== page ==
27. Effect of Oxygen on Earth • The oxygen had a tremendous impact on Earth: • Corrosive O2 attacks chemical bonds, doomed many prokaryotes. • Some survived in anaerobic environments (obligate anaerobe survivors) • Others adapted- cellular respiration.

  28. The First Eukaryotes • Evolution of Eukaryotic organelles from prokaryotes occurred about 2.1 billion years ago. • Mitochondria and Chloroplasts are descendents of “endosymbionts”- symbiotic cells living within larger host cells. • Many eukaryotes may have evolved from prokaryotes enjoying a mutually beneficial relationship (symbiosis). • Endosymbiotic theory- Margulis.

  29. Endosymbiosis Theory (Lynn Margulis, 1970’s)

  30. Evidence for Endosymbiosis • Mitochondria and chloroplasts resemble bacteria and cyanobacteria with respect to their DNA, RNA, and protein synthesis machinery. • Mitochondria and chloroplasts reproduce independently of their eukaryotic host cell. • Ribosomes of mitochondria and chloroplasts reproduce independently of their eukaryotic host cell. • The thylakoid membranes of chloroplasts resemble the photosynthetic membranes of cyanobacteria.

  31. Timeline of Classification 1. 384 – 322 B.C. Aristotle 2 Kingdom Broad Classification – Plants or Animals 2. 1735 - Carl Linnaeus 2 Kingdom Multi-Divisional Classification (Kingdom, Phylum, Class, Order, Family Genus, Species) 3. Evolutionary Classification – (After Darwin) Group By lines of Evolutionary Descent 4. Five Kingdom System – 1950s (Whittaker) – 1950s – Plantae, Fungi, Animalia, Protista, Monera 6. Three Domain System – late 1990s late 1990s – Bacteria, Archaea, Eukarya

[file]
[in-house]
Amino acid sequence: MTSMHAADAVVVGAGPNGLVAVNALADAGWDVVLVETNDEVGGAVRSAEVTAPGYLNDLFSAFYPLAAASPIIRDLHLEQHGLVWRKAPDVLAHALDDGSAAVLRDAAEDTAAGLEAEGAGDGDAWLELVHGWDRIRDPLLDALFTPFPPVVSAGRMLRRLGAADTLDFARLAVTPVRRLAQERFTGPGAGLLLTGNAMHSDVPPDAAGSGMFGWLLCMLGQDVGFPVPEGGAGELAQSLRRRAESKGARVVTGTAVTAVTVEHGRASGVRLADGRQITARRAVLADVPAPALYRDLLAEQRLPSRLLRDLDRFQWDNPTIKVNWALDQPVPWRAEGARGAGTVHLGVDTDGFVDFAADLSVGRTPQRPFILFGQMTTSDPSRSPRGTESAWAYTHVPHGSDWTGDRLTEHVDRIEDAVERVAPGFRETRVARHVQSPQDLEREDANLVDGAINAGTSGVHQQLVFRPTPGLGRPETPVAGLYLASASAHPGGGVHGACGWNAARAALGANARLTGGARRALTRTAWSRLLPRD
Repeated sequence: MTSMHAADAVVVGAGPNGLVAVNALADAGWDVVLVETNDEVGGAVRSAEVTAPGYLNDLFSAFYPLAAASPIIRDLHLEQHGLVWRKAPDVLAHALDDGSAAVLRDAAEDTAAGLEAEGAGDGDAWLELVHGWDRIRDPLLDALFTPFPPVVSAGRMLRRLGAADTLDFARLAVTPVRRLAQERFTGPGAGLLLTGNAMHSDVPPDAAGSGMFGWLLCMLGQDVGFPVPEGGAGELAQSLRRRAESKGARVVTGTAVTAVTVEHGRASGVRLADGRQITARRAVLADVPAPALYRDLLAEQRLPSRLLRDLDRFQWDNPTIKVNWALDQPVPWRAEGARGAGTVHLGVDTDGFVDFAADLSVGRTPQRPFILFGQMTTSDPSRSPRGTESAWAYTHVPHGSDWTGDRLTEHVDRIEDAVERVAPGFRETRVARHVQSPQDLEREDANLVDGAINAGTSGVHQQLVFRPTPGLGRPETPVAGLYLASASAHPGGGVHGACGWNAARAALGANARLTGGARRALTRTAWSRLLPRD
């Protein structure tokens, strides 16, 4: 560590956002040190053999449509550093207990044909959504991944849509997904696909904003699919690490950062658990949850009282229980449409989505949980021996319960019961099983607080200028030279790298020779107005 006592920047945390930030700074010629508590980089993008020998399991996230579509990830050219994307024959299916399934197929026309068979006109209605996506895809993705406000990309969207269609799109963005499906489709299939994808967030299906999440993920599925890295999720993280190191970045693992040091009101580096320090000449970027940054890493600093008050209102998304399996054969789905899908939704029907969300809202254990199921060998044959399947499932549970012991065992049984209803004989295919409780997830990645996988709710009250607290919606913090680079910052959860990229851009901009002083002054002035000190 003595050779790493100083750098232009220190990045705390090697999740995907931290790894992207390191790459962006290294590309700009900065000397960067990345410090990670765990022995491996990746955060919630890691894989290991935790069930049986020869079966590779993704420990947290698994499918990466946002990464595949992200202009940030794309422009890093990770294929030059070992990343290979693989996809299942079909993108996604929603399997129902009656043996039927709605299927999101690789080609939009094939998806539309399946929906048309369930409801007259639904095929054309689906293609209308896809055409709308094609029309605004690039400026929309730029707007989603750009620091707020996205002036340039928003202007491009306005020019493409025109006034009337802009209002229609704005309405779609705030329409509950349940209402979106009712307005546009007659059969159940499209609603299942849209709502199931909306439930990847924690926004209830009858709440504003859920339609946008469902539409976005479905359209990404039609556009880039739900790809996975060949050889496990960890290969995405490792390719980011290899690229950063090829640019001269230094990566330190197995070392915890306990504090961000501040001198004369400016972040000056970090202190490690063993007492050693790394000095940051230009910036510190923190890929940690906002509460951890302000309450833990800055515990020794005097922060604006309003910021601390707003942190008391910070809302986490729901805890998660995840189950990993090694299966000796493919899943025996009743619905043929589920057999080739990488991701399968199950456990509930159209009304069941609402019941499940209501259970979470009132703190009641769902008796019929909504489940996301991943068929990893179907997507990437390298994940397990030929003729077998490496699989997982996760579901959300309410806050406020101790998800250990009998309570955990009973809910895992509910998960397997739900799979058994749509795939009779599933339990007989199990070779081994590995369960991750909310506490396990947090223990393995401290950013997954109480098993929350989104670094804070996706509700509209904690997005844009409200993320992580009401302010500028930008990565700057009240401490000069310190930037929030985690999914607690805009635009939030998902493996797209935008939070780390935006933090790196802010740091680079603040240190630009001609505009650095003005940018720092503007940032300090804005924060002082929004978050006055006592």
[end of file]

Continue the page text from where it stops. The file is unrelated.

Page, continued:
32. Linnaeus System Evolves from TWO Kingdoms to FIVE As we learned more about different kinds of life, there needed to be more Kingdoms 1800’s – Added Kingdom Protista Amoeba, Slime Molds 1950’s – Added Fungi and Monera Fungi distinguished from Plants Prokaryotes (no nucleus) bacteria given category 1970’s – Split Kingdom Monera into 2 separate Kingdoms Eubacteria – bacteria with peptidoglycan Archaebacteria – bacteria without peptidoglycan

  33. The Five-Kingdom System Reflected increased knowledge of life’s diversity Kingdom is highest – most inclusive taxonomic category Five Kingdoms include: Monera Protista Plantae Fungi Animalia Recognized 2 types of cells: prokaryotes & eukaryotes

  34. The Five-Kingdom System • Described classification as: • Plantae, Fungi, Animalia, Protista, Monera • recognizes only 2 types of cells: prokaryotic and eukaryotic • sets all prokaryotes apart from eukaryotes • prokaryotes are in their own kingdom (Monera) • distinguished 3 kingdoms of eukaryotes based on mode of nutrition • protista were all eukaryotes that did not fit the definition of plants, fungi, or animals

  35. Figure 26.15 Whittaker’s five-kingdom system

  36. Figure 26.16 Our changing view of biological diversity

  37. The Three-Domain System Molecular analyses have given rise to the most current classification system – the Three Domain System Domain is larger than kingdom (superkingdoms) The 3 Domain System is the most recent classification system and includes: Bacteria Archaea Eukarya

  38. The Three Domain System • Describes classification as: • Not all prokaryotes are closely related (not monophyletic) • Prokaryotes split early in the history of living things (not all in one lineage) • Archaea are more closely related to Eukarya than to Bacteria • Eukarya are not directly related to Eubacteria • There was a common ancestor for all extant organisms (monophyletic) • Eukaryotes are more closely related to each other (than prokaryotes are to each other)

  39. Section 18-3 Classification of Living Things Go to Section: